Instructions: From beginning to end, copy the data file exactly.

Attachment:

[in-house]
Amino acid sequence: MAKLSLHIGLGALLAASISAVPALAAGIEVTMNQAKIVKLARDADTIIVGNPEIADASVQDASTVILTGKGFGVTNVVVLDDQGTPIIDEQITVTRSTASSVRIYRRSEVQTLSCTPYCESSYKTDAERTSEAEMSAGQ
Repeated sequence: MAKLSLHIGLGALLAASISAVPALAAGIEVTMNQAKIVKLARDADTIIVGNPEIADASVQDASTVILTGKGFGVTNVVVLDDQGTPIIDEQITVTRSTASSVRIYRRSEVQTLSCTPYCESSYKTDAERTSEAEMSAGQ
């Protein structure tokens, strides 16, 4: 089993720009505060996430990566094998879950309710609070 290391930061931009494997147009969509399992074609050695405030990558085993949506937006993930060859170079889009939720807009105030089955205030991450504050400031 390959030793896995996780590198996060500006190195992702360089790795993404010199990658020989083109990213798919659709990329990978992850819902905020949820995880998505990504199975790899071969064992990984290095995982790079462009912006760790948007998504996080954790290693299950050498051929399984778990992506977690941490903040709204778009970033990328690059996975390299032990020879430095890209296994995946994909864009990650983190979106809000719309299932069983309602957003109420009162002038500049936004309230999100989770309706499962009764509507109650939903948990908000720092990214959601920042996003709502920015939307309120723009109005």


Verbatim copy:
[in-house]
Amino acid sequence: MAKLSLHIGLGALLAASISAVPALAAGIEVTMNQAKIVKLARDADTIIVGNPEIADASVQDASTVILTGKGFGVTNVVVLDDQGTPIIDEQITVTRSTASSVRIYRRSEVQTLSCTPYCESSYKTDAERTSEAEMSAGQ
Repeated sequence: MAKLSLHIGLGALLAASISAVPALAAGIEVTMNQAKIVKLARDADTIIVGNPEIADASVQDASTVILTGKGFGVTNVVVLDDQGTPIIDEQITVTRSTASSVRIYRRSEVQTLSCTPYCESSYKTDAERTSEAEMSAGQ
């Protein structure tokens, strides 16, 4: 089993720009505060996430990566094998879950309710609070 290391930061931009494997147009969509399992074609050695405030990558085993949506937006993930060859170079889009939720807009105030089955205030991450504050400031 390959030793896995996780590198996060500006190195992702360089790795993404010199990658020989083109990213798919659709990329990978992850819902905020949820995880998505990504199975790899071969064992990984290095995982790079462009912006760790948007998504996080954790290693299950050498051929399984778990992506977690941490903040709204778009970033990328690059996975390299032990020879430095890209296994995946994909864009990650983190979106809000719309299932069983309602957003109420009162002038500049936004309230999100989770309706499962009764509507109650939903948990908000720092990214959601920042996003709502920015939307309120723009109005």